Marge, 92 worked making bombs when she was 17, in the munitions factory.
Tony voyaged under the North Pole in the first nuclear sub, during the late 1950s.

Sometimes planned, often randomly encountered individuals and places of this incredible location have been a source of eviscerating joy and sadness. 

I’m attempting to paint a thickly coloured sound portrait of a town whose history, present and future embody the flux of the late 20th, early 21st century Britain.

It isn’t just a bunch of stories and vox pops: the project assimilates the sounds of the place, now and historically, with music captured in the street and in concert. The incredible sound of some fine local music makers: amateur bands, professional performers and historic recordings.

It is a musical composition built from thousands of audio fragments: captured, generated and borrowed. 

The only way you can hear it is by walking in the landscape with an Android handset with the app on it.  
The GPS signal locates you and lets you hear the part of the sound in the space you are walking through or sitting in to listen deeply to.

As you walk, you reconstruct the whole from all of the stems I have lovingly compiled over months of walking, recording, interviewing, listening and dreaming about this wonderful town’s strange and uniquely resonant past. And what it’s future might be.

What you will hear is nothing like any recording, broadcast or electronic composition you have ever encountered.

Fifty plus circles in the landscape containing unique miniature broadcasts are interlocked, overlapped, sequentially linked.

You need a GPS-connected handset with noTours software and our project “Written in Water: Portrait of a Town”. We will provide.

Come to the launch… or any time (Gosport Discovery Centre)

You’ll walk inside a sound portrait of the town and its long history – 

moving through the landscape 

with its own living auditory personality 

always changing and shifting around you,  

as you navigate the virtual composition.

Contact us for more details or visit
http://www.newdimensions.org.uk/current-projects

Acoustemologies of Space

No more time
Considering timelines in musical construction and the role of recall, remembrance or the search through ‘sound art’, ‘musical composition’, for full form of partially reconstituted former experience,  we might imagine the possibility that a musical object does not necessarily evolve over time,  or only over linear time.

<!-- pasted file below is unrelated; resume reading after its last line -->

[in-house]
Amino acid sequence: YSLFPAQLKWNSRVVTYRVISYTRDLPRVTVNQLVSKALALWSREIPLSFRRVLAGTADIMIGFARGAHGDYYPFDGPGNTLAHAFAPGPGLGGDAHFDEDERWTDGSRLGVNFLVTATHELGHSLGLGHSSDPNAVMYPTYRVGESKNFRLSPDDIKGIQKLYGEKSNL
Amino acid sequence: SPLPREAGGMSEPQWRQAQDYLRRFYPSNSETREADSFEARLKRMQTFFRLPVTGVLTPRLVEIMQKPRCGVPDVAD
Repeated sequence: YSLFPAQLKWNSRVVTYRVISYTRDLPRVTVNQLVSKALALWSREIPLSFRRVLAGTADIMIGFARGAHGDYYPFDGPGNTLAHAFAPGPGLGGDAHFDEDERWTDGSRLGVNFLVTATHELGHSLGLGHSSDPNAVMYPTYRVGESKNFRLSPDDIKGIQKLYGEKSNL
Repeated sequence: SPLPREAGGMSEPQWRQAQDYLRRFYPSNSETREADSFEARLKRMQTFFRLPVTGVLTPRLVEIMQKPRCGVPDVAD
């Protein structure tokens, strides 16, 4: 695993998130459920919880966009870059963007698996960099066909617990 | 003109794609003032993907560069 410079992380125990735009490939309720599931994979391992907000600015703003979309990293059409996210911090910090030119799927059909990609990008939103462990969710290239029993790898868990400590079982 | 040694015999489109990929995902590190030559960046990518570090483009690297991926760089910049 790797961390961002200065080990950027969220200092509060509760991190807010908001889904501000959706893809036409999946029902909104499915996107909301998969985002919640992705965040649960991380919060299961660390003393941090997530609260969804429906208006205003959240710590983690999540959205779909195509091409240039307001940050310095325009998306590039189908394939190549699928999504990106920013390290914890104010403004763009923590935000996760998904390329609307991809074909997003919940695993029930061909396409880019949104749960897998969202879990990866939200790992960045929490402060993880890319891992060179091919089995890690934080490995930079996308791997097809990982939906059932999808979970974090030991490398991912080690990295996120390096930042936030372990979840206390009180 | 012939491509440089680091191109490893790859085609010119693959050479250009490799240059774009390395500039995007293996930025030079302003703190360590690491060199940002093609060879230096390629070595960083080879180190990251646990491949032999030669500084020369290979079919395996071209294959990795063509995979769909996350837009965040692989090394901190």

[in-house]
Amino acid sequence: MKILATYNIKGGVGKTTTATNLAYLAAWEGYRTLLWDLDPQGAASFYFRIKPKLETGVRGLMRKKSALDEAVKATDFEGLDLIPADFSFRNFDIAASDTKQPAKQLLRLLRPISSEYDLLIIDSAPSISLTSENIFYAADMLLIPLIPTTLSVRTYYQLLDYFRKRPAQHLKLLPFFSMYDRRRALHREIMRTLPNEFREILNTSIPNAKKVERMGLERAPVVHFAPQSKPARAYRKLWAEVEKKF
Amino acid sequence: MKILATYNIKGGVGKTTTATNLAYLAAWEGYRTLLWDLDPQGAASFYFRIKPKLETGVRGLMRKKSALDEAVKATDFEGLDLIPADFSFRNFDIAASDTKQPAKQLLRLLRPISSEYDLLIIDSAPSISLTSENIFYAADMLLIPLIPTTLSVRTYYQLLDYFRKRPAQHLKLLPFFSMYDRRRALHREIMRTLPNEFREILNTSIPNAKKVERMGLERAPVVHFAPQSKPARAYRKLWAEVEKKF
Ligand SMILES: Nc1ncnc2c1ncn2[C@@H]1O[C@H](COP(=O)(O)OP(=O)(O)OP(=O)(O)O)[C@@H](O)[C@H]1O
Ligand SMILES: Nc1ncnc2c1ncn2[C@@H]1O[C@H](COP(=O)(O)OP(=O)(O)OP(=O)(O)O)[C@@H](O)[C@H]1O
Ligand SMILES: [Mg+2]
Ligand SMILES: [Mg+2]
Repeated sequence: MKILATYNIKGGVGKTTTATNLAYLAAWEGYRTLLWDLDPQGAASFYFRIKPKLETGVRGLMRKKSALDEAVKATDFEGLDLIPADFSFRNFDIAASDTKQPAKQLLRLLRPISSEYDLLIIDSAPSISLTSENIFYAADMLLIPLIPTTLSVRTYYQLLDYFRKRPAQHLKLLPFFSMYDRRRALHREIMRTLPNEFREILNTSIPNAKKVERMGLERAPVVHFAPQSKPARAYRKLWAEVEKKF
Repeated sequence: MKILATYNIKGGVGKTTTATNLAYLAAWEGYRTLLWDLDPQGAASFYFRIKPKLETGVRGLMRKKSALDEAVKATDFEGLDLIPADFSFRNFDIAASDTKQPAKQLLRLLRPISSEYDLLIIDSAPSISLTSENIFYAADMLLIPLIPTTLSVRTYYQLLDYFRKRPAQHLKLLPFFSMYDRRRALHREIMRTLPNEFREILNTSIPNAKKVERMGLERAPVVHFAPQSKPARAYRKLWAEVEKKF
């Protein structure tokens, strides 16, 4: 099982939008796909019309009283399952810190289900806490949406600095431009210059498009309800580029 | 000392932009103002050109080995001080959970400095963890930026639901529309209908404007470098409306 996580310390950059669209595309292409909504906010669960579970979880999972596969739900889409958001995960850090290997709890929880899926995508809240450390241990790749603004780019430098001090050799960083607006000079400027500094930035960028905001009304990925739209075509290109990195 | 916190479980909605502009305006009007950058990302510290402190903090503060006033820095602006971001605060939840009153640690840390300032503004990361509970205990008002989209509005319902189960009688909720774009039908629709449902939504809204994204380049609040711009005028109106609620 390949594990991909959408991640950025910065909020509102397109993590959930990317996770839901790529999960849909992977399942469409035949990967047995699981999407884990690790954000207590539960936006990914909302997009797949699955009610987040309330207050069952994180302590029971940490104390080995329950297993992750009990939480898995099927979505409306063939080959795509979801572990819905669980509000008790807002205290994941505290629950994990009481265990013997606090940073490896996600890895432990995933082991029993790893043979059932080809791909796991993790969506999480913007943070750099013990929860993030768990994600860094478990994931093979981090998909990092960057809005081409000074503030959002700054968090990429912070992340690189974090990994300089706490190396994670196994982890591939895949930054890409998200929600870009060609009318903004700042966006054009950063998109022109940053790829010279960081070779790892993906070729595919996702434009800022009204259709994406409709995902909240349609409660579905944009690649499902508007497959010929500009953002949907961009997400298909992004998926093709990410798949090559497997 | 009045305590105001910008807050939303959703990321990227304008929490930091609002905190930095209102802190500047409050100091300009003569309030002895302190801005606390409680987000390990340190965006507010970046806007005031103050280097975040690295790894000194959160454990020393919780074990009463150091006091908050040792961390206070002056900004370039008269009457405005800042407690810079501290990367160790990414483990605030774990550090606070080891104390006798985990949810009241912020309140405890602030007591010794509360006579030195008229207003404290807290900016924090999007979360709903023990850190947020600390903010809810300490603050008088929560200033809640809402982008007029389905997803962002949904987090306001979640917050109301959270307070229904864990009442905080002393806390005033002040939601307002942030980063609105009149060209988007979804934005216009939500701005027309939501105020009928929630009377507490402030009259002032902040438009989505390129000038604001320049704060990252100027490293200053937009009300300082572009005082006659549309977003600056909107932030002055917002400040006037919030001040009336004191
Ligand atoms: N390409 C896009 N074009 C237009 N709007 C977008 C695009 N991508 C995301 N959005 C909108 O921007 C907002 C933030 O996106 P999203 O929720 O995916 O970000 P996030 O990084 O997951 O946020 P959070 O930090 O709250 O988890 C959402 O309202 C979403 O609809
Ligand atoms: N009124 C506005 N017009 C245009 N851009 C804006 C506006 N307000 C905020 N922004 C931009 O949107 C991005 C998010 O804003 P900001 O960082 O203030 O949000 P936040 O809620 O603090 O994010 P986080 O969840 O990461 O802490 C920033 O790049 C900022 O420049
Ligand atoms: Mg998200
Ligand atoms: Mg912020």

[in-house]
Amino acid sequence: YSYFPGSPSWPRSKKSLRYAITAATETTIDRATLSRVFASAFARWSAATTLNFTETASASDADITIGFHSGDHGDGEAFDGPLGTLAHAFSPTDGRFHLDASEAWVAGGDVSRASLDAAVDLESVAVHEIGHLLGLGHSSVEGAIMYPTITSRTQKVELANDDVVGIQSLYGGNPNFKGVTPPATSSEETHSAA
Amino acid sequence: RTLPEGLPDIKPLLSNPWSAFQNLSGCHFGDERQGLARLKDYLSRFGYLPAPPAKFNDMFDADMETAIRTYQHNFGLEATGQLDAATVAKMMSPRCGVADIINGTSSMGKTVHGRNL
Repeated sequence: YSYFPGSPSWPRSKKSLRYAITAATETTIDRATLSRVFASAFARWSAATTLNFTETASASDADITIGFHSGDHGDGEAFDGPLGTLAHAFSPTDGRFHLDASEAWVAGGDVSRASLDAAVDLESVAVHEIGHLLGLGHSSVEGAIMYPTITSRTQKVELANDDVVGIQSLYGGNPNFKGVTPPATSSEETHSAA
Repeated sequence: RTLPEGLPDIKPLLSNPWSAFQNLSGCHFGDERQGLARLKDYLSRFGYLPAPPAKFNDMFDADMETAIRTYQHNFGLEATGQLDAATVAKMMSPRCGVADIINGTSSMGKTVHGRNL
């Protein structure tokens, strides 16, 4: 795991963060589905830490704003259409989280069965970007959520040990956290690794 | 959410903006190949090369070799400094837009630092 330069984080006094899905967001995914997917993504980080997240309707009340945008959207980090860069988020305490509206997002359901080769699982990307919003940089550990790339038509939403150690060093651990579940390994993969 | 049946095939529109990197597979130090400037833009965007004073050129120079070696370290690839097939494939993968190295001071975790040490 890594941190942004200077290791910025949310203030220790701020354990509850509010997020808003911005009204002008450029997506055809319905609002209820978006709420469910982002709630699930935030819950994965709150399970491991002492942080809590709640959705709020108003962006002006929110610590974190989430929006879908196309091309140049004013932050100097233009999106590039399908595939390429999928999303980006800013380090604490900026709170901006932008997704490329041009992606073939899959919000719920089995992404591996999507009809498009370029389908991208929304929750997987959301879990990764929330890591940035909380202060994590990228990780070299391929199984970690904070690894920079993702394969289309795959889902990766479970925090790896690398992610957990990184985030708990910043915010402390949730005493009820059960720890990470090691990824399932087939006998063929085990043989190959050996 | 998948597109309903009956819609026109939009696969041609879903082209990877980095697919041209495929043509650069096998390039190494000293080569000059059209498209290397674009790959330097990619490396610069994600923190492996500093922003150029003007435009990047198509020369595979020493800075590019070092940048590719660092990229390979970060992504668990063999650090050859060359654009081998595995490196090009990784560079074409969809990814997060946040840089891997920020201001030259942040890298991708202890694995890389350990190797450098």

Monophonic lines
The monodic phrase may be an extension or exploration of a finite set of pitches. It is an investigation of the relations, by sequentially altered permutations between those pitches and what may be conveyed or perceived, metaphorically, within those pairings or groups and they range covered by them.

In denser sonic structures however the interplay between distinct elements is important also. 

Texture happens over time?
Is it possible entirely to remove time from the musical work, for all pitches, timbral characters and separation throughout a physical space to be simultaneously heard?

Soundwords and Story-telling
The monodic line, the developmental polyphonic texture and the orchestral climax belong to species of sonic narrative where our conditioned associations presuppose a quasi-linguistic exposition of ideas whose correlative is founded in the same ancient urges whence mythic, religious and metaphorical representations of existence and experience emerge. 

Other forms

In the visual and plastic arts, in film, literature and dance, the design of buildings and their interiors, of objects functional and decorative, it has become accepted that form may in many instances equate to, be the sum of, the work’s content.

Stories and just Things Themselves
If, with the removal of temporal development or change, we are able to extract from the work its shackled association with ‘expression’, forms are inevitable to emerge that will permit the listener possibilities for transcending communication altogether.
In this way, the musical artifice speaks, if it speaks at all (for why should it, having no words?) solely of what it is, rather than a pale mirror to other forms.
But since all events must have duration of some perceptible value for there to be agreement that they occurred at all and arguably a somewhat greater durational value  than merely the perceptible, for the senses to take the opportunity to receive, process, respond, remember the occurrence, is the negotiation of change over time unavoidable?
Yes and no.
The slightest sonic pinprick may in fact be represented by fluctuating horizontal lines, describing continuous variations in the frequency and amplitude from opening attack through its decay, sustain, release or disappearance. 

Universe in a bead
Even the note produced by a plucked string or struck bottle, singular and momentary as this may appear, has a duration, albeit so small as for the duration not to be considered to constitute a primary characteristic.
However briefly though, each note or sound perceived of course still has a duration.
With the changes that occur during that time it may be said that rhythm, with all its generative, evolving, progressing patterns, originates or is at least suggested.

Time standing still, machine rumbles on

It is equally possible that the passage of time be used as a tool for the depiction, evocation or replication of stasis, in sorts of counter-developmental resistance.